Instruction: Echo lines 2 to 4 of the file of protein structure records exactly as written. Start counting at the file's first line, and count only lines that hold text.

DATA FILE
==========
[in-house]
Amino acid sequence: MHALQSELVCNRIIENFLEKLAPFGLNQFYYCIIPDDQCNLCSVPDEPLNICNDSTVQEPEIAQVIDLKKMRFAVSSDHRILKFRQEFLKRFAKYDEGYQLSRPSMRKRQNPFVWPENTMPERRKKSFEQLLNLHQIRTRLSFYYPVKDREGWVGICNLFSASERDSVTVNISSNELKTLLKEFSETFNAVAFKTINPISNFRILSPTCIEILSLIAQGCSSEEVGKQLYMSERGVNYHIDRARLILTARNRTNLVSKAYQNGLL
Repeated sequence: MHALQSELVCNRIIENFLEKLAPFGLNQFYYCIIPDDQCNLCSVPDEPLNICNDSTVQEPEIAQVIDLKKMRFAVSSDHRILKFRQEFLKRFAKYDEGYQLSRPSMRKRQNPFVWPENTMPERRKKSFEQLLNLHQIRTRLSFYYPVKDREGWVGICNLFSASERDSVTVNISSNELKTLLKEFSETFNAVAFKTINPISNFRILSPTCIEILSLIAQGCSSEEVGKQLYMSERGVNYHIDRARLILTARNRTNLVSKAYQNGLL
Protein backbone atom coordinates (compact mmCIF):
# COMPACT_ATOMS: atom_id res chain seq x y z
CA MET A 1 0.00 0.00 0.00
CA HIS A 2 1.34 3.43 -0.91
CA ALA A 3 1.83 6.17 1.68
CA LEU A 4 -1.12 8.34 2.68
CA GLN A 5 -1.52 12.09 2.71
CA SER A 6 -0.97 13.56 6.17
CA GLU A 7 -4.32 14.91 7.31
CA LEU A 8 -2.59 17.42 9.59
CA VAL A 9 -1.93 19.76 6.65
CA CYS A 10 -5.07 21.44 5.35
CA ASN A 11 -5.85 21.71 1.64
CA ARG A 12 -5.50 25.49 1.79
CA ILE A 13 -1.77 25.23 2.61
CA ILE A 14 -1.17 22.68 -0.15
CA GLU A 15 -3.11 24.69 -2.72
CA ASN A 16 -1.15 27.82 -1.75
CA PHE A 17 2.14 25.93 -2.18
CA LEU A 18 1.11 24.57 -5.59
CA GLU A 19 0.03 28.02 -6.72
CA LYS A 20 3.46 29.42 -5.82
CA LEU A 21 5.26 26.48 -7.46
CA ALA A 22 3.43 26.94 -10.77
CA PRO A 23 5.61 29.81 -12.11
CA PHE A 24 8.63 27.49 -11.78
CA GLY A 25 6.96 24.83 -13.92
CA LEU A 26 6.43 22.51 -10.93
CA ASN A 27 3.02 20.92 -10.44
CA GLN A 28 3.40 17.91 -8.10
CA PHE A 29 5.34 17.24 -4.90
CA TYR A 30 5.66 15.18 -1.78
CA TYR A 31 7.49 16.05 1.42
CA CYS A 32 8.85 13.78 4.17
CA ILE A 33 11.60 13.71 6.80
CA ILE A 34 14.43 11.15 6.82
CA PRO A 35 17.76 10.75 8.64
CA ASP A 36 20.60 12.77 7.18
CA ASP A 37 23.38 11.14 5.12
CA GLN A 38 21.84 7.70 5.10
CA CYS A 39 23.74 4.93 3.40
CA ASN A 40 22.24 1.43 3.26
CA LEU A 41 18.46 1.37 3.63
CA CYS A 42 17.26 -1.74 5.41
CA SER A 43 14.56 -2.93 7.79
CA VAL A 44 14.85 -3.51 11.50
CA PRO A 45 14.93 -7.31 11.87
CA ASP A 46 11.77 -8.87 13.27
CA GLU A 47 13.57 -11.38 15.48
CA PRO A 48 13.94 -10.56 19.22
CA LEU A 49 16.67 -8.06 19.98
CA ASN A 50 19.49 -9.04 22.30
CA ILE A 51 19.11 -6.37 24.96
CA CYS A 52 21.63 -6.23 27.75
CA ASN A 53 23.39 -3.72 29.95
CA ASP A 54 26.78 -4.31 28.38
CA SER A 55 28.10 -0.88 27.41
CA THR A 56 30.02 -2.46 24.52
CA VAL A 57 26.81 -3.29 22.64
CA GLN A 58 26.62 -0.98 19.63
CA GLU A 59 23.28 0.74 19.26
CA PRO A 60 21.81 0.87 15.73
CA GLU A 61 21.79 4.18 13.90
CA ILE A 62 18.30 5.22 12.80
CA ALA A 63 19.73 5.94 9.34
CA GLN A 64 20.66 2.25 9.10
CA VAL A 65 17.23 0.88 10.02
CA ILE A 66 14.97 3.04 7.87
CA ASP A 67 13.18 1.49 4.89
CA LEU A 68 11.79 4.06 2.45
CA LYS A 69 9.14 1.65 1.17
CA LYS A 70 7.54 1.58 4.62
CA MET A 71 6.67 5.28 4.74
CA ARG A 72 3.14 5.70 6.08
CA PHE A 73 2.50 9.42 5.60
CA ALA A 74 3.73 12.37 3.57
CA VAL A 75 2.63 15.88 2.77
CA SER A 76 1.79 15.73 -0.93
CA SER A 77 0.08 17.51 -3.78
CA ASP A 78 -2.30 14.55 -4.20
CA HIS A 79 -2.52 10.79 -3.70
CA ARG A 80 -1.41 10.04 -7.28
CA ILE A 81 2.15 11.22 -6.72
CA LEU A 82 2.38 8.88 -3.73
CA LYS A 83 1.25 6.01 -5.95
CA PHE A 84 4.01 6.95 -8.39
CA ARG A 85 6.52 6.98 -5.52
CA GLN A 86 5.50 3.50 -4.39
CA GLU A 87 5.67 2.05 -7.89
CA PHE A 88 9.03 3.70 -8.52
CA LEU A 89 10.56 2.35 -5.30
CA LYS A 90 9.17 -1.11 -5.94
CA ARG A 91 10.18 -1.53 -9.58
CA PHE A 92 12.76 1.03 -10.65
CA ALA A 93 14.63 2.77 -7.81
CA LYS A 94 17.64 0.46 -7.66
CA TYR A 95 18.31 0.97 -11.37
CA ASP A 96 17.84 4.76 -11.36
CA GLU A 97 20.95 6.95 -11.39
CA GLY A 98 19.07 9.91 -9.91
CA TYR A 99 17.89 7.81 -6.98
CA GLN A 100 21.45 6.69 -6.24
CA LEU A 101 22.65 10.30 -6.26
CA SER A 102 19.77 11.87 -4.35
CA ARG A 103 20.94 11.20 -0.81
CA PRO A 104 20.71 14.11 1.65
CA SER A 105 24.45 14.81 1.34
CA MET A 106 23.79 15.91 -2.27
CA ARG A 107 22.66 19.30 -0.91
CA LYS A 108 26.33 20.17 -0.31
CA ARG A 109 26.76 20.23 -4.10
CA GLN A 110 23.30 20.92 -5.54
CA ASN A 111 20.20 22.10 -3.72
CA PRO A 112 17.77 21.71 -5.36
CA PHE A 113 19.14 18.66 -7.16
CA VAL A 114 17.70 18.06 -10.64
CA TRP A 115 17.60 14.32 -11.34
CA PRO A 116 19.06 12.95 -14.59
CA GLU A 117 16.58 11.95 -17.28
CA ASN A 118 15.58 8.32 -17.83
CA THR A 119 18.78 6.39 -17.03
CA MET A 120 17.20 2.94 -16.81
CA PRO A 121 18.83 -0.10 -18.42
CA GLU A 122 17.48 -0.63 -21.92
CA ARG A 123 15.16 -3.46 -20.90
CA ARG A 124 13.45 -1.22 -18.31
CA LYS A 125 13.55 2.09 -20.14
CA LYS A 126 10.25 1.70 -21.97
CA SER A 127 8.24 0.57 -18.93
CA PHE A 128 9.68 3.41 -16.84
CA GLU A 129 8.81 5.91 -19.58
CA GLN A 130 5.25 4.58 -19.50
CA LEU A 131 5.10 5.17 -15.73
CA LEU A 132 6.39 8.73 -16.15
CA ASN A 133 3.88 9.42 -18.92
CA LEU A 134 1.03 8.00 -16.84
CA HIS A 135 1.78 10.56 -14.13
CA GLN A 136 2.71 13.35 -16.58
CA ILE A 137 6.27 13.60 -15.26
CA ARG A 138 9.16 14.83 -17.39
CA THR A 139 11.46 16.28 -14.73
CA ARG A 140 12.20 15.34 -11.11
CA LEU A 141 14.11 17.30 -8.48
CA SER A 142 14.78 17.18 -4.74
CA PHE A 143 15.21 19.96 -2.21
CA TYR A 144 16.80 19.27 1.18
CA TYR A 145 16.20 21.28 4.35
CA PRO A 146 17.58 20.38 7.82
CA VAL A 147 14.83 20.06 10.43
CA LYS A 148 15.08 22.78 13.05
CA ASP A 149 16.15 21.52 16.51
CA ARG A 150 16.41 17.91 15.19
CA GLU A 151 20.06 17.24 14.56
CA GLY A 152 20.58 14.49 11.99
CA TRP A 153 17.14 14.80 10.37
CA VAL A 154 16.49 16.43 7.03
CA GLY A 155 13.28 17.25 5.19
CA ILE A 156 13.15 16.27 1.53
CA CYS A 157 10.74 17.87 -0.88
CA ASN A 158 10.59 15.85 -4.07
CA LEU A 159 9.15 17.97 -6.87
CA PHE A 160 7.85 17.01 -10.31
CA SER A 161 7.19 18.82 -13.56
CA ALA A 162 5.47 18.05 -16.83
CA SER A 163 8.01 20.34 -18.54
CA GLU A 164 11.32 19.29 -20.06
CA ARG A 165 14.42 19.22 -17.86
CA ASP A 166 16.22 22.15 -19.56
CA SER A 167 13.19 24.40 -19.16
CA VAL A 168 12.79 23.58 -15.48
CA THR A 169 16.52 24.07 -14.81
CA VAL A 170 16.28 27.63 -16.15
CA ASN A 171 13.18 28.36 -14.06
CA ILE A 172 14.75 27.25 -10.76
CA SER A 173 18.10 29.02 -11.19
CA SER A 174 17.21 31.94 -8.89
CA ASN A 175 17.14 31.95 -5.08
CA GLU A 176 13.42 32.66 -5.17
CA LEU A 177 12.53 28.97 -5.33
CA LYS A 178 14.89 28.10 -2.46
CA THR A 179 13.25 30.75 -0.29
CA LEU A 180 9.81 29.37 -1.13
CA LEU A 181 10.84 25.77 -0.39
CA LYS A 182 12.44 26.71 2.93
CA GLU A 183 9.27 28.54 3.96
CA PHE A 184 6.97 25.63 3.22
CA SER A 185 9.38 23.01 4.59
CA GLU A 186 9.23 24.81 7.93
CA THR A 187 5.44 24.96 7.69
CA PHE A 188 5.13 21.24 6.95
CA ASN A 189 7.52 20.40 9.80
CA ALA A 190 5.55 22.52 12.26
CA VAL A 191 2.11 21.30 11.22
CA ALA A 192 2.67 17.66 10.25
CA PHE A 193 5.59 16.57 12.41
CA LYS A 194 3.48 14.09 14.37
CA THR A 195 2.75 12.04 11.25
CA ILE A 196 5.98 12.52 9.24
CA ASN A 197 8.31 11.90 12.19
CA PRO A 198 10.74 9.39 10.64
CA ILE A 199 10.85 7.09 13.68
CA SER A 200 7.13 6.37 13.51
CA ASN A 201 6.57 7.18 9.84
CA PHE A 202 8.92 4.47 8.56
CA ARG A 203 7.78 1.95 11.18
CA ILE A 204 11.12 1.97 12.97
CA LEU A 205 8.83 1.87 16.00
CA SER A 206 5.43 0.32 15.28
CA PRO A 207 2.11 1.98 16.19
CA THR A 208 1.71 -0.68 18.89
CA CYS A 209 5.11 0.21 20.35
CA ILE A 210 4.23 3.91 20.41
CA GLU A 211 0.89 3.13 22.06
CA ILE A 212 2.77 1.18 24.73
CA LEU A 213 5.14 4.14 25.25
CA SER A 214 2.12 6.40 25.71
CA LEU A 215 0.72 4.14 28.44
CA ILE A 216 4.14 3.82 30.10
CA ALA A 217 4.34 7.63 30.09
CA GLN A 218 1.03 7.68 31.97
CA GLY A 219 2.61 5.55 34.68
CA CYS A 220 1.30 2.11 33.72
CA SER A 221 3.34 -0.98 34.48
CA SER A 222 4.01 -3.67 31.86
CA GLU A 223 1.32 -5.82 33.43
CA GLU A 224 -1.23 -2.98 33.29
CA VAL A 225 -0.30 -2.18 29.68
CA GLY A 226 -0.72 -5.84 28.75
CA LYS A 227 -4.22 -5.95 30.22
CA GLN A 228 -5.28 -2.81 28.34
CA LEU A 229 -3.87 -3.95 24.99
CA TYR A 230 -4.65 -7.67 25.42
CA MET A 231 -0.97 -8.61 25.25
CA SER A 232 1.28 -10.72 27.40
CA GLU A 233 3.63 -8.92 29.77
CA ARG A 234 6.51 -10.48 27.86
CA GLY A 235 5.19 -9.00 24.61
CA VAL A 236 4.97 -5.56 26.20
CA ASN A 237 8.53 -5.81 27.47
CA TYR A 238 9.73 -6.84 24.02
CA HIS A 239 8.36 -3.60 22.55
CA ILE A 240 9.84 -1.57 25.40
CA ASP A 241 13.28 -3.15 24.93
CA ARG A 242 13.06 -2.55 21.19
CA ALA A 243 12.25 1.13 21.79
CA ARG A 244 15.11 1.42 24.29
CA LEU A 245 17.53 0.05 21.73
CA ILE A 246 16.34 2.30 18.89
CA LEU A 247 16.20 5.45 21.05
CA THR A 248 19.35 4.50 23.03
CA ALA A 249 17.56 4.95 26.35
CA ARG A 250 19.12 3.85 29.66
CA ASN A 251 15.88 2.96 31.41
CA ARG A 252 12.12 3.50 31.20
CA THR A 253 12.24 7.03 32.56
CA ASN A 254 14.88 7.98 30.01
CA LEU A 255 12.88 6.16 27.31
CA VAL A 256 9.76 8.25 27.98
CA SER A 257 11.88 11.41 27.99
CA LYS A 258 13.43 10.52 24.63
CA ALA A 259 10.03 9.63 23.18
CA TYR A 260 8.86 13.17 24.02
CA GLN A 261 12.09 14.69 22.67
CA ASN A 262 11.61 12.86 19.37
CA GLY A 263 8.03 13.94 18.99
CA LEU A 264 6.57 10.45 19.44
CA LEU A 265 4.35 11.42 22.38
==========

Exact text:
Amino acid sequence: MHALQSELVCNRIIENFLEKLAPFGLNQFYYCIIPDDQCNLCSVPDEPLNICNDSTVQEPEIAQVIDLKKMRFAVSSDHRILKFRQEFLKRFAKYDEGYQLSRPSMRKRQNPFVWPENTMPERRKKSFEQLLNLHQIRTRLSFYYPVKDREGWVGICNLFSASERDSVTVNISSNELKTLLKEFSETFNAVAFKTINPISNFRILSPTCIEILSLIAQGCSSEEVGKQLYMSERGVNYHIDRARLILTARNRTNLVSKAYQNGLL
Repeated sequence: MHALQSELVCNRIIENFLEKLAPFGLNQFYYCIIPDDQCNLCSVPDEPLNICNDSTVQEPEIAQVIDLKKMRFAVSSDHRILKFRQEFLKRFAKYDEGYQLSRPSMRKRQNPFVWPENTMPERRKKSFEQLLNLHQIRTRLSFYYPVKDREGWVGICNLFSASERDSVTVNISSNELKTLLKEFSETFNAVAFKTINPISNFRILSPTCIEILSLIAQGCSSEEVGKQLYMSERGVNYHIDRARLILTARNRTNLVSKAYQNGLL
Protein backbone atom coordinates (compact mmCIF):